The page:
In short, installing new soft­ware on 34,000 machines poses very real risks that should not be dismissed.

On the other hand, Raffen­sper­ger argued, in a lawsuit brought by groups seek­ing to move to a system of hand­marked paper ballots, that it’s too late to make that change as well. The judge in that case agreed that late changes would be disrupt­ive, while also criti­ciz­ing the state and its voting system vendor for a rocky imple­ment­a­tion. She poin­ted out that in “a rational world, the parties’ repres­ent­at­ives would sit down and discuss these matters together to discuss altern­at­ive remedial courses of action.”

Indeed, there is a comprom­ise that state and local offi­cials can embrace with urgency. In each polling place, the state must provide enough emer­gency backup paper ballots for at least three hours of voting during the peak turnout time. This way, if poll work­ers or voters discover prob­lems with any machines, offi­cials will have bought them­selves enough time to replace malfunc­tion­ing machines by tempor­ar­ily switch­ing to using paper ballots to keep lines moving and to ensure voters are able to fully and confid­ently cast their votes.

Geor­gia regu­la­tions already require keep­ing emer­gency paper ballots on hand as well as config­ur­ing polling place scan­ners to accept both machine-prin­ted ballots and emer­gency ballots. The regu­la­tions mention a bare minimum amount equal to 10 percent of all registered voters. However, this is simply insuf­fi­cient to cover three hours of voting on Elec­tion Day. The lines we saw this week during early voting in Geor­gia confirm what was already known: Novem­ber’s elec­tions are likely to see historic turnout.

Backup ballots are neces­sary, not only in response to machine fail­ures, but also for provi­sional voting — when voters find them­selves in the wrong polling place, or when they’ve reques­ted an absentee ballot but wish to vote in person and a poll manager isn’t avail­able to help. To cover all these scen­arios, Geor­gia elec­tion offi­cials should supply Elec­tion Day polling places with enough pre-prin­ted ballots — and provi­sional ballot envel­opes — for 40 percent of registered voters. And they should provide at least some backup supplies at early voting sites too.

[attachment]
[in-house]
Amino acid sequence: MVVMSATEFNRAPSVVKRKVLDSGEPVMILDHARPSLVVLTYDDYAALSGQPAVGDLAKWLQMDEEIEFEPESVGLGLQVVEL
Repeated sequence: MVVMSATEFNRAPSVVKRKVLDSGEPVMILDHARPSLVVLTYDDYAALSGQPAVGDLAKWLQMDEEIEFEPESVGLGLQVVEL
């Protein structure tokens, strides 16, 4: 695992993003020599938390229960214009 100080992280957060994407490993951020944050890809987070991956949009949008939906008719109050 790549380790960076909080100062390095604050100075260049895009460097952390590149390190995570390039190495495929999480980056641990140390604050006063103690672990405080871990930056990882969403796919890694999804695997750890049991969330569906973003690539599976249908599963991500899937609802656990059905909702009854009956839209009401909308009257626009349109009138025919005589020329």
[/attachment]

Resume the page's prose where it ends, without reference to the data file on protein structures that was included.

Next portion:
Many voters are will­ing to stand in hours-long lines to exer­cise their right to vote this Novem­ber. But stand­ing in a long line to vote should never be required, and it’s espe­cially diffi­cult for many who have already sacri­ficed so much during this pandemic, like parents who work fixed hours and have chil­dren to care for. In these final weeks before Elec­tion Day, offi­cials can mitig­ate the risks of this new soft­ware update and prevent voters from being disen­fran­chised, without upend­ing estab­lished proced­ures.

Geor­gia must deploy suffi­cient backup paper ballots to all polling places before it’s too late.

Edward Perez is an expert in elec­tion tech­no­logy and elec­tion admin­is­tra­tion. He is currently global director of tech­no­logy devel­op­ment at the OSET Insti­tute, a non-partisan, nonprofit engaged in elec­tion infra­struc­ture research and tech­no­logy devel­op­ment.